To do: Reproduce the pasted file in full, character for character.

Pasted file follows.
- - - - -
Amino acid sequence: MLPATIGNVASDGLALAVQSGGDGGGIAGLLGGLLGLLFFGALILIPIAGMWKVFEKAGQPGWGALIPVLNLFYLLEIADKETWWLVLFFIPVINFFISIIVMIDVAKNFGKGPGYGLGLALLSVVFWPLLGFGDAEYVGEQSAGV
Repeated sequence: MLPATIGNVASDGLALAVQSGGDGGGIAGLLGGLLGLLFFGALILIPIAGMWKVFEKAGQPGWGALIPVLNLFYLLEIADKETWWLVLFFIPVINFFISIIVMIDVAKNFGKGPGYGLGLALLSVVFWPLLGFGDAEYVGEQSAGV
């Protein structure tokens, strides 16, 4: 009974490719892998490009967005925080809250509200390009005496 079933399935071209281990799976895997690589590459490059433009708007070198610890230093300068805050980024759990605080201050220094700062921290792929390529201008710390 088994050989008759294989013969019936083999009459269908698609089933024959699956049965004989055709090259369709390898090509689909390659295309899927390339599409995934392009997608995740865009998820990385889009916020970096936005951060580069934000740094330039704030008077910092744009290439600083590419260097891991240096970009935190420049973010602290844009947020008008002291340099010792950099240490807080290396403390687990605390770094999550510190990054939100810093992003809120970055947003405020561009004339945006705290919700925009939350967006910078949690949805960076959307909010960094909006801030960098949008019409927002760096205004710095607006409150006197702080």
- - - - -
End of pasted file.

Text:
Amino acid sequence: MLPATIGNVASDGLALAVQSGGDGGGIAGLLGGLLGLLFFGALILIPIAGMWKVFEKAGQPGWGALIPVLNLFYLLEIADKETWWLVLFFIPVINFFISIIVMIDVAKNFGKGPGYGLGLALLSVVFWPLLGFGDAEYVGEQSAGV
Repeated sequence: MLPATIGNVASDGLALAVQSGGDGGGIAGLLGGLLGLLFFGALILIPIAGMWKVFEKAGQPGWGALIPVLNLFYLLEIADKETWWLVLFFIPVINFFISIIVMIDVAKNFGKGPGYGLGLALLSVVFWPLLGFGDAEYVGEQSAGV
């Protein structure tokens, strides 16, 4: 009974490719892998490009967005925080809250509200390009005496 079933399935071209281990799976895997690589590459490059433009708007070198610890230093300068805050980024759990605080201050220094700062921290792929390529201008710390 088994050989008759294989013969019936083999009459269908698609089933024959699956049965004989055709090259369709390898090509689909390659295309899927390339599409995934392009997608995740865009998820990385889009916020970096936005951060580069934000740094330039704030008077910092744009290439600083590419260097891991240096970009935190420049973010602290844009947020008008002291340099010792950099240490807080290396403390687990605390770094999550510190990054939100810093992003809120970055947003405020561009004339945006705290919700925009939350967006910078949690949805960076959307909010960094909006801030960098949008019409927002760096205004710095607006409150006197702080």